Deep into the laguna off the river, among the flooded bushes of the rain forest, close to where the jaguar is roaring and the caymans lie sunning on the white sand beaches, a red-eyed monster lurks in the sunken trees.
He’s a relative monster — about 20 pounds — for his species, but fierce in the way he conducts his business, which in this case is survival, feeding on lesser species unfortunate enough to miss seeing him hiding among the foliage that has begun to sprout from limbs soaked during the just-ended rainy season.
Bulging red eyes flick back and forth on top of his head, measuring the distance from his mouth to the prey he’s chosen on the surface of the lagoon, which is clear, black and dropping about 6 inches per day in elevation. He won’t miss at this distance, though the violence of his attack might well throw his intended meal clear at the last second.
The primitive brain fires, and synapses are crossed in microseconds; the signal travels to the broad, heavy muscles in his tail and sides, and the attack is launched. On the surface, the prey, which is actually a multi-ounce topwater plug called a Woodchopper, floats and bobs as an angler attached by 25 yards of 100-pound braided line waits for the attack to commence.
The wide mouth, armed only with scraping kinds of fish teeth, which can flay the skin from a man’s hand, opens wide and creates a vacuum as the 6-inch long lure is sucked into an unbelievable vortex. The hooks bite themselves, and the angler holds on for what seems like a lifetime, thumb pressing hard against the burning spool of line as the fish bores back into the brush.
The angler thinks for just a moment that he might have won this war, but now can feel the line scraping against wood and other river litter. The fish pulls fresh line off the spool and begins scraping his massive head against the vegetation below, eventually getting one of the massive treble hooks to catch and give him the chance to pull with all his might.
The hooks at times will give under the intense abuse, but this time they merely allow the brute to pull free. He returns to his underwater lair to sulk for a while before going out to feed again.
Above, in the small, metal bass boat where I am standing, the sweat and heat of a tropical morning and the adrenaline of the just-lost fish leave me shaky and in need of water, or a beer, to help my comeback from the abyss of fighting and losing a giant peacock bass on an Amazon River tributary.
Luckily, just a few casts later, another monster peacock slams my lure and, because he’s kind of in open water, quickly succumbs to the pressure of the rod and reel and surrenders himself to the net. The strike was just as vicious and violent, but none of the thousand things that could wrong do go wrong, and I win this round.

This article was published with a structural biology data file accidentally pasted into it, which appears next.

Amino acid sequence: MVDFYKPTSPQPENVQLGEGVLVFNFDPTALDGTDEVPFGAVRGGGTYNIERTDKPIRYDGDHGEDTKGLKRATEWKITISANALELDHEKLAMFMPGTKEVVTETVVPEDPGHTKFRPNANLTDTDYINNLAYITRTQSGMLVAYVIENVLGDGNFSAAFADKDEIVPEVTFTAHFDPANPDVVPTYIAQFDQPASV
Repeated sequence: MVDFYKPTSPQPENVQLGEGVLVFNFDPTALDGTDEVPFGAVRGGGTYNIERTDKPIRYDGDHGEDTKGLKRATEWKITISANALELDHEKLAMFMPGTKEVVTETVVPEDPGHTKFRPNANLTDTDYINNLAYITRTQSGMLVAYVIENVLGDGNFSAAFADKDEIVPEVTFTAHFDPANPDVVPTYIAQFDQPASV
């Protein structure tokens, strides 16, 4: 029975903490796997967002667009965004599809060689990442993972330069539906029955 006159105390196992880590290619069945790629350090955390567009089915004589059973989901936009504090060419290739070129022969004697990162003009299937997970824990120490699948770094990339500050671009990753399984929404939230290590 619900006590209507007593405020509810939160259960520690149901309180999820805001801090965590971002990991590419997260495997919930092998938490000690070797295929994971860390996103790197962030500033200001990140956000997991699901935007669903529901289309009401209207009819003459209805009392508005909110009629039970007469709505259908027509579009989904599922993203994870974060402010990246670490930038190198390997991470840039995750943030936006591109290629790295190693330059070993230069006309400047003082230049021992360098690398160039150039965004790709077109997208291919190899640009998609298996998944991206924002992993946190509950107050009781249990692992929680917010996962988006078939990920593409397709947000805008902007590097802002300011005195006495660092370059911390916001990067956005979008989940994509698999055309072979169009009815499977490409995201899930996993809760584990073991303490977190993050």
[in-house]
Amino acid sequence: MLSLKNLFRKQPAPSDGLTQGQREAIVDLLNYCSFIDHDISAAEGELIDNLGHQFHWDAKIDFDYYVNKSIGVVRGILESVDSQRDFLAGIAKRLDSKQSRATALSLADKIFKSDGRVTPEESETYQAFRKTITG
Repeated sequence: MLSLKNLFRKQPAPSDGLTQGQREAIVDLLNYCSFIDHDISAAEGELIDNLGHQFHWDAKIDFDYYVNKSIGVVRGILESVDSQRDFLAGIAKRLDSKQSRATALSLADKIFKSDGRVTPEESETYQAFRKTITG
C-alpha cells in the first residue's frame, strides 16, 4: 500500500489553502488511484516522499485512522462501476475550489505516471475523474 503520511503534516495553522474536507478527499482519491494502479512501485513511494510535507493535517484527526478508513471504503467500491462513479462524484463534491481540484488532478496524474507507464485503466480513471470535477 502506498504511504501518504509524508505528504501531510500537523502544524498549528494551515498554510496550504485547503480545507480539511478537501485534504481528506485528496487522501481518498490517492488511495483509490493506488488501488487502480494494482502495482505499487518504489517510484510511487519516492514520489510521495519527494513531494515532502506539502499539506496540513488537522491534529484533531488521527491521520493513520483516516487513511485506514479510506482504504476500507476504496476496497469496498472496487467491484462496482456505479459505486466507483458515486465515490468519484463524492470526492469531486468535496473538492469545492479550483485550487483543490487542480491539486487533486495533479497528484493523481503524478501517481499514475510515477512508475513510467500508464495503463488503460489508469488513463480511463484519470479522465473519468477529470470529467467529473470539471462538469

My friend Steve Knight and I are fishing the Ouatuma with Ron Speed Jr’s Adventures, the longtime outfitter who opened this part of Brazil’s Amazon Basin for fishing way back in the early 1990s. I fished here for the first time in 1994 and have been back several times over the years.
After a flight from Miami to Manaus, Amazonas, at the confluence of the Rio Negro and the Amazon, we spend a night at a luxury hotel in Manaus and leave by bus for the village of Itapirenga around noon the next day. We fish for five days on the Ouatuma, returning each night to the quadruple deck boat that will be our home.
The food is good and plentiful, and the boat is luxurious for its location, with showers and bathrooms, air conditioning and daily maid service for each cabin. Anglers are met each morning by their assigned guides and ferried off to various lagunas, created by the swiftly residing waters of the Ouatuma as it surrenders its rainy season floodwaters to the giant Amazon.
“We’ve been coming to this river for 25 years,” Speed says at dinner one night. “We know that the fishing doesn’t really get good until the river is dropping, and that’s what we have right now.”
When the water is spread out hundreds of miles through the surrounding jungle, the peacock bass are too scattered and can’t be reached by anglers. When the river begins to decline and the fish are pushed to the shorelines by the resulting current, fishing jumps up in quality and numbers, and anglers can enjoy the prime peacock experience.
“When we first started here,” Speed says, “the government was still allowing some commercial fishing, and we hardly ever caught a 20-pound fish. They’ve stopped that some, and now we will catch several every trip.”
Our group of anglers lands three during our five days on the river, along with 17 other fish over 15 pounds. I lost four fish in heavy brush that probably would have gone past 20 pounds, and Knight managed to lose two of his own.
It was a good week.